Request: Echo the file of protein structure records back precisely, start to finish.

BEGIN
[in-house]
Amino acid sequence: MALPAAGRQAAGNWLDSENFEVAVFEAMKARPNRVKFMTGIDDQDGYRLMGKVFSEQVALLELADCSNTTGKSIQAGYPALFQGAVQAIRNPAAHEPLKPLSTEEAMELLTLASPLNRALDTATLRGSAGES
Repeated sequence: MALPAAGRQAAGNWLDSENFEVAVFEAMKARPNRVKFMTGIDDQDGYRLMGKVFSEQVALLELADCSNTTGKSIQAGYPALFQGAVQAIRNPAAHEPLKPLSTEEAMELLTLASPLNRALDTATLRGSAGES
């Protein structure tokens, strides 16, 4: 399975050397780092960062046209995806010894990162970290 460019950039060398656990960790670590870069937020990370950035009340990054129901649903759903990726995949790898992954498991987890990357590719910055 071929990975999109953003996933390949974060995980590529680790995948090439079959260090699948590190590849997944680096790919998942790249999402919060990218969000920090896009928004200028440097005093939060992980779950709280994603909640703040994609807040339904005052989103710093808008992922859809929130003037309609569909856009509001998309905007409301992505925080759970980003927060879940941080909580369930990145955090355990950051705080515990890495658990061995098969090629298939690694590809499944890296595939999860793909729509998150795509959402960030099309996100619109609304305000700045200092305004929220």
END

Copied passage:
[in-house]
Amino acid sequence: MALPAAGRQAAGNWLDSENFEVAVFEAMKARPNRVKFMTGIDDQDGYRLMGKVFSEQVALLELADCSNTTGKSIQAGYPALFQGAVQAIRNPAAHEPLKPLSTEEAMELLTLASPLNRALDTATLRGSAGES
Repeated sequence: MALPAAGRQAAGNWLDSENFEVAVFEAMKARPNRVKFMTGIDDQDGYRLMGKVFSEQVALLELADCSNTTGKSIQAGYPALFQGAVQAIRNPAAHEPLKPLSTEEAMELLTLASPLNRALDTATLRGSAGES
């Protein structure tokens, strides 16, 4: 399975050397780092960062046209995806010894990162970290 460019950039060398656990960790670590870069937020990370950035009340990054129901649903759903990726995949790898992954498991987890990357590719910055 071929990975999109953003996933390949974060995980590529680790995948090439079959260090699948590190590849997944680096790919998942790249999402919060990218969000920090896009928004200028440097005093939060992980779950709280994603909640703040994609807040339904005052989103710093808008992922859809929130003037309609569909856009509001998309905007409301992505925080759970980003927060879940941080909580369930990145955090355990950051705080515990890495658990061995098969090629298939690694590809499944890296595939999860793909729509998150795509959402960030099309996100619109609304305000700045200092305004929220």